Traditionally, advances in high-performance scientific computing have focused on the scale, performance, and optimization of an application with a large, single task, and less on applications comprised of multiple tasks. However, many scientific problems are expressed as applications that require the collective outcome of one or more ensembles of computational tasks in order to provide insight into the problem being studied. Depending on the scientific problem, a task of an ensemble can be any type of a program: from a molecular simulation, to a data analysis or a machine learning model. With different communication and coordination patterns, both within and across ensembles, the number and type of applications that can be formulated as ensembles is vast and spans many scientific domains, including biophysics, climate science, polar science and earth science.
The performance of ensemble applications can be improved further by using partial results to adapt the application at runtime. Partial results of ongoing executions can be analyzed with multiple methods to adapt the application to focus on relevant portions of the problem space or reduce the time to execution of the application. These benefits are confirmed by the increasing role played by adaptivity in ensemble applications developed to support several domain sciences, including biophysics and climate science.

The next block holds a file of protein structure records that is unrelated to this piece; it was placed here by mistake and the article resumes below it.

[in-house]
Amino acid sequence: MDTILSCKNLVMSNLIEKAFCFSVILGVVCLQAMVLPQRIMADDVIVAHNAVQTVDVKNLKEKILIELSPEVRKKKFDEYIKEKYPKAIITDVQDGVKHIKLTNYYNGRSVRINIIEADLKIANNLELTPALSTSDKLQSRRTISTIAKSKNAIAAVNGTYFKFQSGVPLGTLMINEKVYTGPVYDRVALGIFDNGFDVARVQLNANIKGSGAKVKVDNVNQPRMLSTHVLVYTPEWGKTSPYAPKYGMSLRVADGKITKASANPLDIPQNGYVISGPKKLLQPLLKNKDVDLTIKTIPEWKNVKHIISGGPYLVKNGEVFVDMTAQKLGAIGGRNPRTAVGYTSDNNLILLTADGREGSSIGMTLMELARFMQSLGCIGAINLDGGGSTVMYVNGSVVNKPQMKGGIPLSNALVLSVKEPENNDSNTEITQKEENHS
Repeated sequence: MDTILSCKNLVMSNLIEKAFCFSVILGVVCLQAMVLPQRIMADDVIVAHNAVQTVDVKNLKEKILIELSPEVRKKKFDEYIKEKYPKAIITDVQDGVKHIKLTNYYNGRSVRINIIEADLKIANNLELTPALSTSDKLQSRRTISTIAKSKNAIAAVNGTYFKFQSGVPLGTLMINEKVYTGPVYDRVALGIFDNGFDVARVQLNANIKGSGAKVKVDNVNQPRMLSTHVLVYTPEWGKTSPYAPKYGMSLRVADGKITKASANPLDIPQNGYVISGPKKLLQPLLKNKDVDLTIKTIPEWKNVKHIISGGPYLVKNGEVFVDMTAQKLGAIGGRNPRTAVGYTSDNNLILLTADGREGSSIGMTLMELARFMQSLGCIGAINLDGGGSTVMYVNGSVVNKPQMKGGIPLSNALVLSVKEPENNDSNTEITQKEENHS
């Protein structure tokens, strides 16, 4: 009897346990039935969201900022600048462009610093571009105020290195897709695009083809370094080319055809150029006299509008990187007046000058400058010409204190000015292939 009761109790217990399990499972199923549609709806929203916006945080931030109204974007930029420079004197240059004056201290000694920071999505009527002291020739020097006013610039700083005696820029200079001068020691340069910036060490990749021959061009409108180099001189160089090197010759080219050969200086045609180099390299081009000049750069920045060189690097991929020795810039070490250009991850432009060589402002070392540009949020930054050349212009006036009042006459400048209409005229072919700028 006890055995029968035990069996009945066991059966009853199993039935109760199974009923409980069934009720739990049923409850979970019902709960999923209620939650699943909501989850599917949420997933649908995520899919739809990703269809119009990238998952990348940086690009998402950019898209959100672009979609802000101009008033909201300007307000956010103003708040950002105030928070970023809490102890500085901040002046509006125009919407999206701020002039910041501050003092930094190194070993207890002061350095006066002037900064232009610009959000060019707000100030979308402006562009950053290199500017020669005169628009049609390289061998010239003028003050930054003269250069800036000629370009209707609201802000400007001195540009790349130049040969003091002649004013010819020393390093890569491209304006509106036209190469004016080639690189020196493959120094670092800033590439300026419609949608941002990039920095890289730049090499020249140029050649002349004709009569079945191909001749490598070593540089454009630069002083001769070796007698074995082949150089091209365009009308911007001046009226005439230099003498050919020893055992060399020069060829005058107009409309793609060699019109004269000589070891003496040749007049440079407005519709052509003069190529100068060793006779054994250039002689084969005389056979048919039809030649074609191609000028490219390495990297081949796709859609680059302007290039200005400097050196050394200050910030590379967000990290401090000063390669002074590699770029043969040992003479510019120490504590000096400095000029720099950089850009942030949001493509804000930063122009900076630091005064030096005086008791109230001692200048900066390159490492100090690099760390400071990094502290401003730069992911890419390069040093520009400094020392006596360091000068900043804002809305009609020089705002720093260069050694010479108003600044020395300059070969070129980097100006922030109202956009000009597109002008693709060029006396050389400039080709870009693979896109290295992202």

Although HPC systems provide the computational power required for ensemble applications, their design and policies tend to privilege the execution of single, very large tasks. On the biggest and busiest systems in the world, queue waiting time for each task can reach days while lack of elastic coordination and communication infrastructure makes distributing the execution of ensemble applications difficult. Further, access, submission and execution methods vary across HPC systems, alongside their policies and performance. HPC systems are increasingly displaying performance dynamism and fluctuations due to aggressive thermal management and throttling. Together, these factors make using HPC systems for adaptive and non-adaptive ensemble applications challenging.
Existing solutions to express and execute ensemble applications on HPC systems range from complex scripts and domain specific workflow systems to general purpose workflow systems. Scripts and domain specific workflow systems serve as point solutions often limited in functionality, usability and performance to the scope of the specific application and the HPC system. General purpose systems, on the other hand, requires retrofitting the ensemble applications using the tools and interfaces provided by the system which can be challenging, when feasible.